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Vonage co-founder Pulver introduces 140conf social media meetup, but is it needed?

Updated: 2:19 p.m., Copy error. Updated: 2:26 p.m., Added final attendance figures. When Vonage co-founder Jeff Pulver decided to take a closer look at social media last year, it was not without skepticism. “I wanted to see how much of it was bullshit. But it’s real,” Pulver, dressed in a purple checkered shirt, said to […]

140conf organizers make introductions at National Mechanics in Old City before founder Jeff Pulver takes the stage.

140conf organizers make introductions at National Mechanics in Old City before founder Jeff Pulver takes the stage.
Updated: 2:19 p.m., Copy error.
Updated: 2:26 p.m., Added final attendance figures.
When Vonage co-founder Jeff Pulver decided to take a closer look at social media last year, it was not without skepticism.
“I wanted to see how much of it was bullshit. But it’s real,” Pulver, dressed in a purple checkered shirt, said to a crowd of more than 50 attendees of Philly’s first 140conf, a new social media meetup, its name a play on Twitter’s character limit.
The quiet, bespectacled Pulver, who organized the first 140conf, a larger, semiannual event held so far in New York, Los Angeles, London and Tel Aviv, told Technically Philly in a pre-event interview that so many folks were making the trip from Philadelphia to New York that he decided to cut their trip. With local help, he introduced a Philly-centric monthly installment of the semiannual conference Tuesday evening.

When we sat with Pulver in one of National Mechanic’s mammoth booths as attendees piled into the bar before the evening was underway, he told us he wants not to talk about how Twitter is affecting business. No, that’s just a piece of a greater whole, he says. Pulver wants to use 140conf to talk about the “state of now,” and how connectedness is changing our society in auspicious ways. On a smaller scale, about how it touches us as individuals.
It’s a new twist on an old conversation, one perhaps made tired by news headlines and overdrawn by mainstream media fascination. But the evening was certainly an opportunity for folks networked online to meet in person and talk about the cultural shifts they’ve experienced as a result of online social serendipity.
More than half of the meetup’s registered attendees exchanged conversation in a tightly packed crowd before its opening reception, which included introductions by organizers Gloria Bell, James Bressi and Jonny Goldstein. Onlookers tweeted dialogue on mobile phones as the procession was delivered. Some have already written about the event on blogs. Close to 100 attended the event by the end of the evening, organizers say.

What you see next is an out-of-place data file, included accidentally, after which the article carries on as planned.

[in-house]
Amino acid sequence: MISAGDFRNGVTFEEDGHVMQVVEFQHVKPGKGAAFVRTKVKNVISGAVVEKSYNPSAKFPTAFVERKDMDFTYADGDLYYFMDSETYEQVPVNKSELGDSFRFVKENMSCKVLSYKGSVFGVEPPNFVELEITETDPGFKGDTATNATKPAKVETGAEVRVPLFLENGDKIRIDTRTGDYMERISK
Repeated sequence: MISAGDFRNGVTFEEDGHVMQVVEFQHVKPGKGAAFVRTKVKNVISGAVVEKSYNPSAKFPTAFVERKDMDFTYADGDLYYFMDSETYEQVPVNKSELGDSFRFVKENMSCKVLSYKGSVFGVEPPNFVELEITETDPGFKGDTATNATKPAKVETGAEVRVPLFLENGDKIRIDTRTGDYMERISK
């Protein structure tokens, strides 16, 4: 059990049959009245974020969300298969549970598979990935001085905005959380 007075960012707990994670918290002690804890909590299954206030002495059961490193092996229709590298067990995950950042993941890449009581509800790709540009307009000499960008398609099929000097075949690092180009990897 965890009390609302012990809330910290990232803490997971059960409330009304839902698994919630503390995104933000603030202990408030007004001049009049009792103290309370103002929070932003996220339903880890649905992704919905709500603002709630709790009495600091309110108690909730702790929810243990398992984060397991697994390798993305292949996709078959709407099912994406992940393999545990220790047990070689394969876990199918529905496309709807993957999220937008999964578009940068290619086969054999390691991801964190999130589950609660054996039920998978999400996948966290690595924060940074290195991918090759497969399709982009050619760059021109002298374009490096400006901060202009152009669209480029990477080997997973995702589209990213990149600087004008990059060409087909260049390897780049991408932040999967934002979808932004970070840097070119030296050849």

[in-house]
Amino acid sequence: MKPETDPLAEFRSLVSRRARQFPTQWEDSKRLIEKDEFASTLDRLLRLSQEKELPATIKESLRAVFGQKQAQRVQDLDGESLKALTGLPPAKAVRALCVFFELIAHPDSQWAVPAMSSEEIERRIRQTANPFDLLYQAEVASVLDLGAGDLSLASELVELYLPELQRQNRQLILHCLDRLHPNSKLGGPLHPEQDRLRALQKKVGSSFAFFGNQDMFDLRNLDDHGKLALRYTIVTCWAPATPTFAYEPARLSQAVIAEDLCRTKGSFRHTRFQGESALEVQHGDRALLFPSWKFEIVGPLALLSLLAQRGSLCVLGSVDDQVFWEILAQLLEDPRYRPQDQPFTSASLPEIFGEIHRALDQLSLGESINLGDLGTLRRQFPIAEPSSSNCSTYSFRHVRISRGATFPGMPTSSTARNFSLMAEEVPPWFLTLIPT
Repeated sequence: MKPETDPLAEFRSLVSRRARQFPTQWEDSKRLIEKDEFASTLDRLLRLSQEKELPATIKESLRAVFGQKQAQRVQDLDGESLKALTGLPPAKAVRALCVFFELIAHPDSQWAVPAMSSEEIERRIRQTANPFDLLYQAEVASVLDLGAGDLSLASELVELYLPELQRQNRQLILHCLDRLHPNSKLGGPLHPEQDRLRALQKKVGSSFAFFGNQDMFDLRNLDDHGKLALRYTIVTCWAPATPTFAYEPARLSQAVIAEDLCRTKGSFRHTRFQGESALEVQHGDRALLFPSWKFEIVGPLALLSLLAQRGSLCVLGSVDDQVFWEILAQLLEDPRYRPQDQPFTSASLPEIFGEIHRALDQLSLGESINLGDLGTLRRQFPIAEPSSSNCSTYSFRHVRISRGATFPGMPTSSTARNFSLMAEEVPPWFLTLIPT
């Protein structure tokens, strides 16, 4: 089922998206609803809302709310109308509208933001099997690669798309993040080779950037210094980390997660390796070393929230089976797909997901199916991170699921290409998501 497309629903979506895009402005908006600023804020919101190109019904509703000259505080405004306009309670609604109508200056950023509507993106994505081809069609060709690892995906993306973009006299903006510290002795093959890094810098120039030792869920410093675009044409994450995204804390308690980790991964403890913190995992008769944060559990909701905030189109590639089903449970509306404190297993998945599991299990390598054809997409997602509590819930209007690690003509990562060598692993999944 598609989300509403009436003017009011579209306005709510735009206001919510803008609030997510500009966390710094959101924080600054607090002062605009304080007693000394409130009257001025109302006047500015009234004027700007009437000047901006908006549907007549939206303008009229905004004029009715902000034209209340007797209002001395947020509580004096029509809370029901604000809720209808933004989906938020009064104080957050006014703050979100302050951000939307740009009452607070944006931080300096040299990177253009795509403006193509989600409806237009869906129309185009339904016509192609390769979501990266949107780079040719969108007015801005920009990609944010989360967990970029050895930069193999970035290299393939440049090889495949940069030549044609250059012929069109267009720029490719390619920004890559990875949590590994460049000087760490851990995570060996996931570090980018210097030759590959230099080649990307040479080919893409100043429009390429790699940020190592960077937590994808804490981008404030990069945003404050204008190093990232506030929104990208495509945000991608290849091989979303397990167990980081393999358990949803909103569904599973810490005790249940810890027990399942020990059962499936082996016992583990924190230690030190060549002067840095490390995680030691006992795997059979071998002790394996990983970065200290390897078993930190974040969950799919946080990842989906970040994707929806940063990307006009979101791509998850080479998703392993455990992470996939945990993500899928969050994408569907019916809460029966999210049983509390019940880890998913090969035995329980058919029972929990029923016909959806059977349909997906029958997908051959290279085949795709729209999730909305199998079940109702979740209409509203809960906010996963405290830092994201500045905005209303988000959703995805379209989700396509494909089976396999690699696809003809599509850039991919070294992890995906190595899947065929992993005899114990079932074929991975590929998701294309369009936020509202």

But before we walked up the bar’s stone steps – a grandiose structure with dramatic pillared architecture, once a bank – we couldn’t help but wonder what VoIP, and Pulver’s influence in that once burgeoning industry, has to do with social media. It’s all part of the Internet communications continuum, he told us.
The continuum has evolved from email to IRC, VoIP to new technologies, like Twitter, where connectedness and presence are increasingly apparent. He compared the real-time web’s omnipresence with communication platforms of yesteryear, like amateur radio.
When he was a young man, he says, he’d introduce himself to strangers on airwaves with a call-sign, like “KTQQM.” Now, he needs only sign into Twitter and say “Good morning” to initiate dialogues. “And I couldn’t search those past conversations,” he says.
Although we were only on-hand for a few minutes of Pulver’s speech – missing much of the evening – many of the points he told us before the event were expanded onstage.
While we’d never argue the virtue of connecting virtual communities with real-life interaction, we left the meetup wondering, in earnest, if a new event focused on social media is beneficial to this technology community. Pulver is right to bring up that his 140conf draw non-tech crowds, but Philly’s social media events which tend to do the same seem strong. Pulver’s celebrity draw is appealing. But could an existing group’s events have been strengthened instead of a new one initiated?
140conf Philly co-organizer Gloria Bell, also co-director of the Social Media Club, says 140conf’s focus is a broader scope than traditional social media events in Philly. A lot of events become very technology- or marketing-focused, she says, while there’s larger conversations to be had about the impact of social media.
“We’re touching on local, Jeff is touching on international. He’s bringing a piece of that to each city, to help show that there are a lot industries being affected on a wider scale.”
Did you attend the first 140conf? What were your thoughts?

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